As EU leaders prepare to travel to Chicago to attend the NATO summit this weekend, it has been pointed out that they won’t have much to brag about regarding the EU Common Security and Defence Policy (CSDP). Nonetheless, Tuesday’s news coming all the way from the Somali coast may give them something to show.
According to the European Union Naval Force (EUNAVFOR) website:
EU forces conducted an operation to destroy pirate equipment on the Somali coastline…in accordance with the United Nations Security Council Resolution 1851 and has the full support of the Transitional Federal Government of Somalia. The focused, precise and proportionate action was conducted from the air and all forces returned safely to EU warships on completion…At no point did EU Naval Force ‘boots’ go ashore. Rear Admiral Potts went on to say “The EU Naval Force action against pirate supplies on the shoreline is merely an extension of the disruption actions carried out against pirate ships at sea…
This is the first operation on the Somali coastline carried out by EUNAVFOR , and it was made possible thanks to the Council conclusions on 23 March, in which the EU:
«prolonged the EU’s counter-piracy operation Atalanta by two more years, that is until December 2014…(and) also extended the force’s area of operations to include Somali coastal territory as well as its territorial and internal waters.»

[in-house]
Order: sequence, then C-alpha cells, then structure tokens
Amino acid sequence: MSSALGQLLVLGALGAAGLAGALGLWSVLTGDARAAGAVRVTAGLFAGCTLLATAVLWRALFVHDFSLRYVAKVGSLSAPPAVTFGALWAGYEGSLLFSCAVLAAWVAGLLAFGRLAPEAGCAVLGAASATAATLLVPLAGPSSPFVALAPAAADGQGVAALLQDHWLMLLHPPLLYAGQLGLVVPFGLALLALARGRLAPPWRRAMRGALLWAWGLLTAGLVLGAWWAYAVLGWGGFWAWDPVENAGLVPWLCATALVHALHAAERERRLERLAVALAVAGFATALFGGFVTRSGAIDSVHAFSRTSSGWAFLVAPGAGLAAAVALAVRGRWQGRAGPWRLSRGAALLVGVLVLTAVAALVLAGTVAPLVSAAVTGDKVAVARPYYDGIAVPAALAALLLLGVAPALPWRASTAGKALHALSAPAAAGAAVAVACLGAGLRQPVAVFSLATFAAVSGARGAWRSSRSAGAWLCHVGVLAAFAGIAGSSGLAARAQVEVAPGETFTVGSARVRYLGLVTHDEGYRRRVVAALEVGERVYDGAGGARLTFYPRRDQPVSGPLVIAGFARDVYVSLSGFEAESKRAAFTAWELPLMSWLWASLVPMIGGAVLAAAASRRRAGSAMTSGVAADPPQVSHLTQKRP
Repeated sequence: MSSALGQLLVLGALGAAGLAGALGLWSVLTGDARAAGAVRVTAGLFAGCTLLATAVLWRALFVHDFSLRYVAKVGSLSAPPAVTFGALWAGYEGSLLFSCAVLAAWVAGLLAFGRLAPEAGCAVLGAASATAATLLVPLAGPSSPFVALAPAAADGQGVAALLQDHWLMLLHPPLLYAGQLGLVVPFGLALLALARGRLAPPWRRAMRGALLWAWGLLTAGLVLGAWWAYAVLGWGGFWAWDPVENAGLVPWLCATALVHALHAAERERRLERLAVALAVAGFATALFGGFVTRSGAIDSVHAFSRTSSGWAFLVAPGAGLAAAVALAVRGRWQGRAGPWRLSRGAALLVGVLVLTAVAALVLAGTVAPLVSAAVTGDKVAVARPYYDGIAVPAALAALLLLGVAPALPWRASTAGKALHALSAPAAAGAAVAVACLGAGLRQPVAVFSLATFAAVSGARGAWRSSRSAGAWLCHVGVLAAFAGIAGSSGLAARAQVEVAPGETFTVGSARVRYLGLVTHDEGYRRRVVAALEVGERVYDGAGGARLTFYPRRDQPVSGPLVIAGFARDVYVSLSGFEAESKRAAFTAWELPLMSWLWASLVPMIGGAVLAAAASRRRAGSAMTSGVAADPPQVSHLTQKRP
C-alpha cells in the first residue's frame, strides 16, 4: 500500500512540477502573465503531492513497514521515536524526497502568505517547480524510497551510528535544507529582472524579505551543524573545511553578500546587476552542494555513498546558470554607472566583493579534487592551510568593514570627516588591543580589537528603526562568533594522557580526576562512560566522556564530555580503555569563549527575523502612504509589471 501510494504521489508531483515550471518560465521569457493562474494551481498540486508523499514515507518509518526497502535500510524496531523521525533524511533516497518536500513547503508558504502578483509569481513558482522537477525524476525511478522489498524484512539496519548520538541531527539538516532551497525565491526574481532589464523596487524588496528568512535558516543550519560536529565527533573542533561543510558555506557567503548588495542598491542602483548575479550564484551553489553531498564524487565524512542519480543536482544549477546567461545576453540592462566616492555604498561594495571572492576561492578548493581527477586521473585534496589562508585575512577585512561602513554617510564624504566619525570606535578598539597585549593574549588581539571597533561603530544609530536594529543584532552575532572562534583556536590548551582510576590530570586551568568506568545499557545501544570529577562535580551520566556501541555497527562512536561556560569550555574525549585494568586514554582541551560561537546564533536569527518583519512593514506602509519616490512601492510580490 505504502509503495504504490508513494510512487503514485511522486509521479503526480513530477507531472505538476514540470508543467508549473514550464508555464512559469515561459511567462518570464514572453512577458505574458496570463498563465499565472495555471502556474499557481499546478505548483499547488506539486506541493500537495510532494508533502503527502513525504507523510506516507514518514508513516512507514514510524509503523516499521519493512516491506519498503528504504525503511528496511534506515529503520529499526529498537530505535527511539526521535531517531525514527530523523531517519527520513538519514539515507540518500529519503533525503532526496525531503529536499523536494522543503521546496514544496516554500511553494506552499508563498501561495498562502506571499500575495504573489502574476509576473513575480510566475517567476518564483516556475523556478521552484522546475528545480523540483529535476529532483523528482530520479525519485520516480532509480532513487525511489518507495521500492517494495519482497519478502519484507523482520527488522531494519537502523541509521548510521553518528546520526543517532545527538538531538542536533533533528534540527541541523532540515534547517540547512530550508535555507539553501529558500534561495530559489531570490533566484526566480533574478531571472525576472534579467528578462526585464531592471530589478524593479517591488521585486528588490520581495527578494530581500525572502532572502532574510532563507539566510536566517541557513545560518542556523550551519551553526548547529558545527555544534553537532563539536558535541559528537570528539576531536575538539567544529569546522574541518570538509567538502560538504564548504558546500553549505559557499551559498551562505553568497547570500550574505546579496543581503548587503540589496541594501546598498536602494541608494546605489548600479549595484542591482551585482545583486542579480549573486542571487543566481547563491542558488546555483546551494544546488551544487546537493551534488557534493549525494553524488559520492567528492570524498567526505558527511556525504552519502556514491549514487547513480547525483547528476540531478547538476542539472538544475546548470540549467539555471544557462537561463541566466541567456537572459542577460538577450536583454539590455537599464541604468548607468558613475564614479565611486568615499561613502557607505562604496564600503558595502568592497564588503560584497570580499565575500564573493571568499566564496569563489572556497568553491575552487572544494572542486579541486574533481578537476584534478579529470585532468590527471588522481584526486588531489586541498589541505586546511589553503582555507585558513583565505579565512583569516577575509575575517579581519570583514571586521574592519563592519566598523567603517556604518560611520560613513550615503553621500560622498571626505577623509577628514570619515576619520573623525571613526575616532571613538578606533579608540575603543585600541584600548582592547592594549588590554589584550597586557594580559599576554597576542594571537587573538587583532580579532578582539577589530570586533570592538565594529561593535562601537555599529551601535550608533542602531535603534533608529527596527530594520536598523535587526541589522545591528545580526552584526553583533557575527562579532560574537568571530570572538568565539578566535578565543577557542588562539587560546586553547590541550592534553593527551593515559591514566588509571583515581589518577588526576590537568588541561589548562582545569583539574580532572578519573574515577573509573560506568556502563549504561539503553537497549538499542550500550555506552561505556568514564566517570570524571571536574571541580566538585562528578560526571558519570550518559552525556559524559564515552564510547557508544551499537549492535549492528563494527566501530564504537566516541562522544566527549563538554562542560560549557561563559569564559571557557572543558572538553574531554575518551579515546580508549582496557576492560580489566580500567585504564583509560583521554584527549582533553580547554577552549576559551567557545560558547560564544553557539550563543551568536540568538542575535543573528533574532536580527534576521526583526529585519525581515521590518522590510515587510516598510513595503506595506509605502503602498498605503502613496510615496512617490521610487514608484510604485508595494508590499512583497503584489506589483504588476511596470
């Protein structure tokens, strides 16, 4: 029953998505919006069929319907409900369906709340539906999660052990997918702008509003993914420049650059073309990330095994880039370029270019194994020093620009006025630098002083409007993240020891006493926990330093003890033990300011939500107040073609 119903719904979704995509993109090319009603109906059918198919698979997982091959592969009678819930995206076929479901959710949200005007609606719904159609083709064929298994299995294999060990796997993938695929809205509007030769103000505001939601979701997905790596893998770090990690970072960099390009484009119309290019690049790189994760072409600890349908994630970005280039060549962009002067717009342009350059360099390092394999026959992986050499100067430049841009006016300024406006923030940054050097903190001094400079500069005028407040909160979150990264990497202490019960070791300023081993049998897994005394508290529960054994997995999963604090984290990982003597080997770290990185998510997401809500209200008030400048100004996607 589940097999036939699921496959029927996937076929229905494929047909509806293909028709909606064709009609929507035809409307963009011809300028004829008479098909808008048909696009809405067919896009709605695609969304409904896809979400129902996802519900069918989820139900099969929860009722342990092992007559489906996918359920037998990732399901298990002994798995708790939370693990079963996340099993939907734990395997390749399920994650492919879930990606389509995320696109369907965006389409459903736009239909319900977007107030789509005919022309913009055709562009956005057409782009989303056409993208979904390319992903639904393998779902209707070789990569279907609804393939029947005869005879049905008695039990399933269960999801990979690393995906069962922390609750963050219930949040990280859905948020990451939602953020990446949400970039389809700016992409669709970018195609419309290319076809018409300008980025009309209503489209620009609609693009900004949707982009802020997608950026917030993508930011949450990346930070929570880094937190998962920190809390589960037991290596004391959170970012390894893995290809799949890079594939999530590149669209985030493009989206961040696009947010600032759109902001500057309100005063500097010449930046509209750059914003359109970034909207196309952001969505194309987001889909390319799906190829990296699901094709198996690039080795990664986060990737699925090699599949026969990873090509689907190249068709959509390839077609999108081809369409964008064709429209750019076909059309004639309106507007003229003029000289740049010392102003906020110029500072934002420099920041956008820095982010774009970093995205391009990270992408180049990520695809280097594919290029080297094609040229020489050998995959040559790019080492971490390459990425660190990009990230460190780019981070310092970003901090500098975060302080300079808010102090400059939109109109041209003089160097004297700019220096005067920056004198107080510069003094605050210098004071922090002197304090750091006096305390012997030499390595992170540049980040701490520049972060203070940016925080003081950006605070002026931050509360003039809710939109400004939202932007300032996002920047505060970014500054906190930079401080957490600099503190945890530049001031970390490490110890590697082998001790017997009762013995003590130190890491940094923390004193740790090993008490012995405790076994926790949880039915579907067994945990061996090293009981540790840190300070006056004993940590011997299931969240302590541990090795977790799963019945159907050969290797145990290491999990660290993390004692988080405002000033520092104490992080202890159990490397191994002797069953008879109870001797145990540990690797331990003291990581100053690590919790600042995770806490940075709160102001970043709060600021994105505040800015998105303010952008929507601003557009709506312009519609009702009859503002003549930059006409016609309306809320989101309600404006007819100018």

On this same date the EU approved the establishment of an EU Operations Centre in the Horn of Africa to support CSDP missions there.
Although this week’s operation is by all counts small, its implications (although not yet clear), may be substantial in the longer term. Given its strategic importance, the Horn, and specially Somalia, are becoming increasingly militarised. An AU mission (AMISOM), Ethiopian and Kenyan forces are all deployed in Somalia, and there is an important US and EU presence – mostly in the form of logistic support and training. Following the Kenyan invasion of Somalia last October, the EU reaction was a deafening silence (I wrote earlier about this). But now, and hidden behind all the Euro-crisis talk, it seems that the EU is indeed taking steps to become more involved on the region.
The question is: what can be expected from this? Will we see a European military deployment on Somali territory as some fear? Or will operations remain limited to air strikes aimed to strengthen the international collaboration to end piracy ?
More broadly, Somalia is becoming the focus of numerous initiatives that aim to bring stability to the country – last February’s London Somalia conference being the most high profile move. This week has shown that the EU seems increasingly engaged both politically and militarily. Somalia (including the end of the Transitional Federal Government (TFG) mandate in August, and the upcoming Istanbul and Rome meetings) was discussed during last Monday’s Council meeting.
So, it seems that the EU’s CSDP is moving ahead on a region that is becoming strategically important. If effectively articulated with existing international initiatives, without crowding out Somali voices themselves, this may not only be something to show in Chicago, but also help to bring closer a durable solution for Somalia.
*This post originally appeared on The FRIDE Blog